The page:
It's important to recognize that CDs aren't liquid like money market funds. If you buy a CD through a bank, you'll pay an interest penalty if you need your principal back before the maturity date. If you buy a CD through a brokerage, the value of the CD will fluctuate but there's no penalty for selling the CD on the secondary market before maturity.

You can purchase traditional CDs through a bank or credit union, or you can buy brokered CDs through a brokerage firm. Though both types of CDs are similar, banks and credit unions only sell their own CDs, while brokerages can offer CDs from a variety of different banks.

Read more about CDs

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Investing in cash for short-term yields

When you're saving for short-term financial goals, cash investments may help you generate higher returns than you'd get from traditional bank savings accounts.

Understanding the relationship between time, yield, and risk can help you decide how you want to invest. Generally, investments that are riskier have the potential to yield higher average returns, while investments that are safer tend to have lower average returns. In addition, the more time you have to keep your money invested, the more likely it is to grow, thanks to compounding.

Investing in cash for low-risk earnings

Cash investments give you the opportunity to earn income while taking less risk than you would on other investments. Some cash investments can be FDIC-insured, a benefit you won't find on investments in stocks and bonds.

Which cash investment is right for me?

With so many cash investment and savings options, choosing the right one for you might seem challenging. To help you decide where to invest cash, think about your risk tolerance, time horizon, and goal.

If you want easy access to your money, potentially higher yields than a traditional savings account, and potential FDIC coverage, you may want to consider a cash management account.

If you're sure you won't need the money on short notice, a CD might be a good fit.

If you want a low-risk investment and aren't concerned about FDIC coverage, money market funds may offer the right combination of accessibility, low risk, and income potential.

Whichever you choose, remember to consider your savings when you think about your overall financial picture. That way you can feel confident you're making informed, strategic choices.

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All investing is subject to risk, including the possible loss of the money you invest.

Bank deposit accounts and CDs are guaranteed (within limits) as to principal and interest by the Federal Deposit Insurance Corporation, which is an agency of the federal government.

The Vanguard Cash Plus Account is a brokerage account offered by Vanguard Brokerage Services, a division of Vanguard Marketing Corporation, member FINRA and SIPC. Under the Sweep Program, Eligible Balances swept to Program Banks are not securities: They are not covered by SIPC but are eligible for FDIC insurance, subject to applicable limits. Money market funds held in the account are not guaranteed or insured by the FDIC but are securities eligible for SIPC coverage. See the Vanguard Bank Sweep Products Terms of Use and Program Bank list for more information.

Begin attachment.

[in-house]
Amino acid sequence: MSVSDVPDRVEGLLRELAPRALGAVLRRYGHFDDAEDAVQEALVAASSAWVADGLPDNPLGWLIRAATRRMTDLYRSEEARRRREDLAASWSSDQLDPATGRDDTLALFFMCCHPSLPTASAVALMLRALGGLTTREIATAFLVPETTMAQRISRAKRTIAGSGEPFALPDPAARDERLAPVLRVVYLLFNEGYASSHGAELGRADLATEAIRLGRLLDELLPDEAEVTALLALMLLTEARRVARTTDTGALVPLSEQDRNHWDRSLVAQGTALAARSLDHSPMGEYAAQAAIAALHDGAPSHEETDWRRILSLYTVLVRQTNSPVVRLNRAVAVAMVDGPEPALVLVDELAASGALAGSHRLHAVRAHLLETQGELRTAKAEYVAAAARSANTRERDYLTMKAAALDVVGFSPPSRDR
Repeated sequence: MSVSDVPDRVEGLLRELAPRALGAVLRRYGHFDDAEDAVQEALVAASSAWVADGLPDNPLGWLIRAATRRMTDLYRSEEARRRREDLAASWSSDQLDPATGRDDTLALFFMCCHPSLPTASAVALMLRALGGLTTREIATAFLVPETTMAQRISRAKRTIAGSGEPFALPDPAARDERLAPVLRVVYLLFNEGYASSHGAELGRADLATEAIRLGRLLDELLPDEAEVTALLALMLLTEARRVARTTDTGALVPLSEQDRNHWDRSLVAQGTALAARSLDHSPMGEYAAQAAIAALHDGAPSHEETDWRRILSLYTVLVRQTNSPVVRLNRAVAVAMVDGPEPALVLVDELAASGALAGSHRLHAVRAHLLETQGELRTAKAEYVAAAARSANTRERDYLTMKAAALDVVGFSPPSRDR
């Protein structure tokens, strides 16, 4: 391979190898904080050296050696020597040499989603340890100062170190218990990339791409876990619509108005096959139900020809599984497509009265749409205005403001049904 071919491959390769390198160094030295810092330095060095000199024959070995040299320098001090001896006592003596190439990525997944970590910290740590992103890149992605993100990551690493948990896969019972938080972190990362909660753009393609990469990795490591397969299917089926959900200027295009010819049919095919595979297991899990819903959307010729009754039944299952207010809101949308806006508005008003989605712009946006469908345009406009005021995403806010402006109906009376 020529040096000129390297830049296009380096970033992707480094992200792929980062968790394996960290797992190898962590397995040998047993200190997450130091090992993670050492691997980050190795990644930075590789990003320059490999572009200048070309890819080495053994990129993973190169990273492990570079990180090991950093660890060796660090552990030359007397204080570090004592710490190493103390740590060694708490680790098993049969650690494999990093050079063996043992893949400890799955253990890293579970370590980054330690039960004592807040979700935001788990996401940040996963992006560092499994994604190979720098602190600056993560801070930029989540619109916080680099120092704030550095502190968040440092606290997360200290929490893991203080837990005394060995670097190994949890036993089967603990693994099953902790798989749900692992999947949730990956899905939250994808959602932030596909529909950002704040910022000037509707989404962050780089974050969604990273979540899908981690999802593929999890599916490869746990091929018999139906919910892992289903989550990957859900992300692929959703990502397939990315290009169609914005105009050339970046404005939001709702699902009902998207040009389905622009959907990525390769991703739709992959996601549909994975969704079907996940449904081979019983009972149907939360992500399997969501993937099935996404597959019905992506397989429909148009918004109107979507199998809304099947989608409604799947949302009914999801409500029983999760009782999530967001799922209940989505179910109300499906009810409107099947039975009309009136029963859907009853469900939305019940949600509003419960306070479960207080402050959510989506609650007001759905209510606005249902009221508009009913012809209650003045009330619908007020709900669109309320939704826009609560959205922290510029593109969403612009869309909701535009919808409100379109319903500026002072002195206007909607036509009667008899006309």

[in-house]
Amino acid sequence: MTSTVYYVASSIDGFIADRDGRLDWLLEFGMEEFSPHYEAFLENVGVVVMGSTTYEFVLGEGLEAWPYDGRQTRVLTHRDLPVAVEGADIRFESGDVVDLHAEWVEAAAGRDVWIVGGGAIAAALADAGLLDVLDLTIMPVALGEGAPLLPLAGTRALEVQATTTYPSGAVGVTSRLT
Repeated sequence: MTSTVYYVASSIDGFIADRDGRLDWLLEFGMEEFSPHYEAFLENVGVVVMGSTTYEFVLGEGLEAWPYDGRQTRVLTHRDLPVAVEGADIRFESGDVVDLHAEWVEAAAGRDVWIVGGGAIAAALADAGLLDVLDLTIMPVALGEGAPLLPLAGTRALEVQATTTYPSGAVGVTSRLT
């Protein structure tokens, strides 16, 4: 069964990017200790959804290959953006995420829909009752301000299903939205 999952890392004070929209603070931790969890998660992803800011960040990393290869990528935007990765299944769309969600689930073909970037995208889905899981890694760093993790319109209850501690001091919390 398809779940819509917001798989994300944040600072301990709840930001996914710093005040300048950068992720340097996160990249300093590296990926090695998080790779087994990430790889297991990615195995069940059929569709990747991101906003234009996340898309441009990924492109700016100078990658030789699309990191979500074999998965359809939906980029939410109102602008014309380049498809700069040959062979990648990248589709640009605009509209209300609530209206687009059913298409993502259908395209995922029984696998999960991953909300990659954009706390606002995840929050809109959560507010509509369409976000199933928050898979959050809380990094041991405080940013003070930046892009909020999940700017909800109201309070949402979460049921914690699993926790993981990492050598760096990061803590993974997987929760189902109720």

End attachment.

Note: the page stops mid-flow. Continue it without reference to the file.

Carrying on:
Savings accounts may have characteristics that differentiate them from bank sweep programs offered by Vanguard Cash Plus. For example, they may offer overdraft protection, ATM access (immediate access to your money), and other convenience features. Each company's products differ, so it's important to ask questions to understand account features.

You should consider all material differences before choosing to invest.

All brokered CDs may fluctuate in value between purchase date and maturity date. CDs may be sold on the secondary market, which may be limited, prior to maturity subject to market conditions. Any CD sold prior to maturity may be subject to a substantial gain or loss. Vanguard Brokerage does not make a market in brokered CDs. The original face amount of the purchase is not guaranteed if the position is sold prior to maturity. CDs are subject to availability. As of July 21, 2010, all CDs are federally insured up to $250,000 per depositor, per bank. In determining the applicable insurance limits, the FDIC aggregates accounts held at the issuer, including those held through different broker-dealers or other intermediaries. For additional details regarding coverage eligibility, visit fdic.gov. Vanguard Brokerage imposes a $1,000 minimum for CDs purchased through Vanguard Brokerage. Yields are calculated as simple interest, not compounded. Brokered CDs do not need to be held to maturity, charge no penalties for redemption, and have limited liquidity in a secondary market. If a CD has a step rate, the interest rate of the CD may be higher or lower than prevailing market rates. Step-rate CDs are subject to secondary market risk and often will include a call provision by the issuer that would subject the investor to reinvestment risk. The initial rate of a step-rate CD cannot be used to calculate the yield to maturity. If a CD has a call provision, the issuer has sole discretion whether to call the CD. If an issuer calls a CD, there is a risk to the investor that the investor will be forced to reinvest at a less favorable interest rate. Vanguard Brokerage makes no judgment as to the creditworthiness of the issuing institution and does not recommend or endorse CDs in any way.

For more information about Vanguard mutual funds or Vanguard ETFs, obtain a mutual fund or an ETF prospectus or, if available, a summary prospectus. Investment objectives, risks, charges, expenses, and other important information about a fund are contained in the prospectus; read and consider it carefully before investing.